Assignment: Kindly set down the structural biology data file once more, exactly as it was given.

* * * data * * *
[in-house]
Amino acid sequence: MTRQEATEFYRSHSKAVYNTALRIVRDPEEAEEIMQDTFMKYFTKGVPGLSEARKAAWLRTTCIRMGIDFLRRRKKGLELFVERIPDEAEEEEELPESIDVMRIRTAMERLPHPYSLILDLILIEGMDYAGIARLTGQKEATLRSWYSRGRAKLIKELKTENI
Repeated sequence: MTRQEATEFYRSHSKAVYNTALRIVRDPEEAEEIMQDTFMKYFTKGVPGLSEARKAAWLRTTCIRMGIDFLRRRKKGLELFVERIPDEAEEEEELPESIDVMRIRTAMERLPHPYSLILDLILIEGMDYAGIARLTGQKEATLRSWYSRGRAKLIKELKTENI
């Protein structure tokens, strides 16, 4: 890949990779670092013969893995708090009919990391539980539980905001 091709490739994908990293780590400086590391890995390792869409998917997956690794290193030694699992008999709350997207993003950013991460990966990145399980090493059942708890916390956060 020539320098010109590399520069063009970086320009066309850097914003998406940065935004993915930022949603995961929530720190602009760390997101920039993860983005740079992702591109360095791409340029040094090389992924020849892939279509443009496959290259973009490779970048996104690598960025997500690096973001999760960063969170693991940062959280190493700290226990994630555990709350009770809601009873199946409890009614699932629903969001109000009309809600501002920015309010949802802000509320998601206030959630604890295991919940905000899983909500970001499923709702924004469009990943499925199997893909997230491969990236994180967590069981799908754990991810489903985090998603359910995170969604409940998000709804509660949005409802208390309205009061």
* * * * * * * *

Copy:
[in-house]
Amino acid sequence: MTRQEATEFYRSHSKAVYNTALRIVRDPEEAEEIMQDTFMKYFTKGVPGLSEARKAAWLRTTCIRMGIDFLRRRKKGLELFVERIPDEAEEEEELPESIDVMRIRTAMERLPHPYSLILDLILIEGMDYAGIARLTGQKEATLRSWYSRGRAKLIKELKTENI
Repeated sequence: MTRQEATEFYRSHSKAVYNTALRIVRDPEEAEEIMQDTFMKYFTKGVPGLSEARKAAWLRTTCIRMGIDFLRRRKKGLELFVERIPDEAEEEEELPESIDVMRIRTAMERLPHPYSLILDLILIEGMDYAGIARLTGQKEATLRSWYSRGRAKLIKELKTENI
């Protein structure tokens, strides 16, 4: 890949990779670092013969893995708090009919990391539980539980905001 091709490739994908990293780590400086590391890995390792869409998917997956690794290193030694699992008999709350997207993003950013991460990966990145399980090493059942708890916390956060 020539320098010109590399520069063009970086320009066309850097914003998406940065935004993915930022949603995961929530720190602009760390997101920039993860983005740079992702591109360095791409340029040094090389992924020849892939279509443009496959290259973009490779970048996104690598960025997500690096973001999760960063969170693991940062959280190493700290226990994630555990709350009770809601009873199946409890009614699932629903969001109000009309809600501002920015309010949802802000509320998601206030959630604890295991919940905000899983909500970001499923709702924004469009990943499925199997893909997230491969990236994180967590069981799908754990991810489903985090998603359910995170969604409940998000709804509660949005409802208390309205009061």